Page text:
Is it Game Over for Zynga?
Keki is a member of The Motley Fool Blog Network -- entries represent the personal opinion of the blogger and are not formally edited.
Astonished, amazed, nonplussed and flabbergasted!!! Just a few words to describe the feeling Zynga (NASDAQ: ZNGA) gave its shareholders on July 26 when it posted a significantly worse second quarter result, which in turn sent the shorts on Wall Street on a feeding frenzy like a bunch of hungry piranhas.
The result was a steep 40% drop off the cliff for the stock to around $3 levels. But the destruction of shareholder wealth wasn’t just limited to that. Zynga’s stock price has been beaten down almost 70% since it went public last year. So what seems to be bugging Zynga? Lets take a closer look...
The company’s second quarter bookings clocked $302 million, which was way below analyst estimates pegged at $344 million. Zynga’s bottom line dipped into the red with a net loss of $22.8 million compared to a $1.4 million profit it made in the prior year period. The huge wipe-out being mainly on account of rising research and development expenses.
Moreover, Zynga made many analysts unhappy when it cut its annual bookings forecast to between $1.15 billion and $1.23 billion from a loftier range of $1.43 billion to $1.5 billion.
The company claims that this drop is temporary in nature. Seriously?
To me, this seems like a problem that's going to last for quite a while. And here's why:
Addicted to Facebook
First of all, Zynga’s enormous dependence on Facebook (NASDAQ: FB) for revenue has made it quite literally vulnerable to the whims and fancies of the social networking giant. Of late, Facebook made a few changes to its platform resulting in newer games from other developers being promoted more than those of Zynga’s. And with most of the company’s revenue originating from Facebook’s platform, the damage is understandable.
Gaming Fatigue and shift toward Mobile gaming
Then there is the growing incidence of what’s been termed as social gaming fatigue. The popular gaming title “Farmville,” which used to bring in as much as $80 million in the prior year quarter, shrunk to just $20 million. Many analysts are of the opinion that Zynga’s once high grossing titles are starting to lose favor because people don’t find them interesting anymore.
The slew of smartphones and tablet devices such as Apple’s (NASDAQ: AAPL) latest high resolution iPad, have now brought near console quality games to users at a low price and in some cases, even free of cost. The Quad core Google (NASDAQ: GOOG) Nexus tablet, which was released for a near throwaway price of just $200, features top notch hardware that can play high-quality, graphic-intensive games from Google’s Play store. So If I’m not mistaken, people would find a lot of mobile games more interesting than moving sheep and cows in a game of Farmville on their desktop PC.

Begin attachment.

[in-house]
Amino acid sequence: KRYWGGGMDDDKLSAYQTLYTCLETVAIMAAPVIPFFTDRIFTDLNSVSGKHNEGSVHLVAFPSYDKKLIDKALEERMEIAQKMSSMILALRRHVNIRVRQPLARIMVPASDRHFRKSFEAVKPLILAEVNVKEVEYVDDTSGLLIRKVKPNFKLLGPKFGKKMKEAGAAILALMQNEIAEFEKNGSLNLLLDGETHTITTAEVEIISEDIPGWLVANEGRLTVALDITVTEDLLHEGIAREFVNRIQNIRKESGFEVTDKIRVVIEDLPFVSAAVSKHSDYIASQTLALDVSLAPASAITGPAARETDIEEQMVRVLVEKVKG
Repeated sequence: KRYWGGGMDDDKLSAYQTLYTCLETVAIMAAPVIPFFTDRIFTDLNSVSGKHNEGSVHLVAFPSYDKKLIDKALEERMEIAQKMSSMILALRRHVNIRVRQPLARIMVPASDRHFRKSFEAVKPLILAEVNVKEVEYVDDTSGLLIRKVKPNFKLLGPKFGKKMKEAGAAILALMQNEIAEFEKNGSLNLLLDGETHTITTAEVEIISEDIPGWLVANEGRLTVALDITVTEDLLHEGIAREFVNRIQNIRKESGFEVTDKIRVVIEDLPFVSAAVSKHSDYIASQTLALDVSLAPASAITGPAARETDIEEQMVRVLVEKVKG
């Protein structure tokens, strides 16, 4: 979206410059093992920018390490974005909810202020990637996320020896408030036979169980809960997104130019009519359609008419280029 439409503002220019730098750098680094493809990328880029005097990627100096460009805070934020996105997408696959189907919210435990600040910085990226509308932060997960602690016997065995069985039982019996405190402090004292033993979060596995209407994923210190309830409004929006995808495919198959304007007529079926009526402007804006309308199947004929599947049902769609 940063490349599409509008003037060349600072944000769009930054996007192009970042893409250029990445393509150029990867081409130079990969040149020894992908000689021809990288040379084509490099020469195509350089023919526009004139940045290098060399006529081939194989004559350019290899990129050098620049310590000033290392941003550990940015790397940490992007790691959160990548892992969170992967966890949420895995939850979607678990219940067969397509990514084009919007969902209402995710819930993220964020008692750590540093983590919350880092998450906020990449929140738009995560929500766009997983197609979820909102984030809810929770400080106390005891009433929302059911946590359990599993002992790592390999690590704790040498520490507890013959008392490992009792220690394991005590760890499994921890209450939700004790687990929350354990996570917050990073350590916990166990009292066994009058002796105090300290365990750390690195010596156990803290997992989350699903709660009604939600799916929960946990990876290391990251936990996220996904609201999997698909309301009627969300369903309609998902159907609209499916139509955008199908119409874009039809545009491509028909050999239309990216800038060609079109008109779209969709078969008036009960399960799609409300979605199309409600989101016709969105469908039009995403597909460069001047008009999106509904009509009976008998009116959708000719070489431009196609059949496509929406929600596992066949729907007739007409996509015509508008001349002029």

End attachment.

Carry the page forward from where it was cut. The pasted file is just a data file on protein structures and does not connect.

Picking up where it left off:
But the shift toward mobile devices has not only been painful for Zynga. Facebook is also facing the heat from analysts and shareholders alike as it struggles to monetize a rising tide of mobile Facebook users who are not as remunerative as their desktop counterparts. The same can be said for Baidu, the Chinese search engine similar to Google, which recently released its second quarter results.
So what should we do about Zynga?
At the current market capitalization of around $2.4 billion, Zynga is valued very close to the $1.6 billion cash on its balance sheet -- which sort of shows that the bottom is near.
Nevertheless, even at a price of $3, I’d recommend staying away for a while because, if I’m not mistaken, another 150 million shares are about to expire from their lock-in next month, which could lead to yet another bloodbath.
Fundamentally, I see very little to cheer about Zynga, as its money spinning games wear out and its entry into the mobile arena proves woefully inadequate. As for its plans to enter the real money gambling space: It can only do so after regulatory approval and that too by 2013.
So what do you folks think about Zynga? Feel free to express yourself in the comments section below.
kekidf has no positions in the stocks mentioned above. The Motley Fool owns shares of Apple, Baidu, Facebook, and Google. Motley Fool newsletter services recommend Apple, Baidu, Facebook, and Google. Try any of our Foolish newsletter services free for 30 days. We Fools may not all hold the same opinions, but we all believe that considering a diverse range of insights makes us better investors. The Motley Fool has a disclosure policy. If you have questions about this post or the Fool’s blog network, click here for information.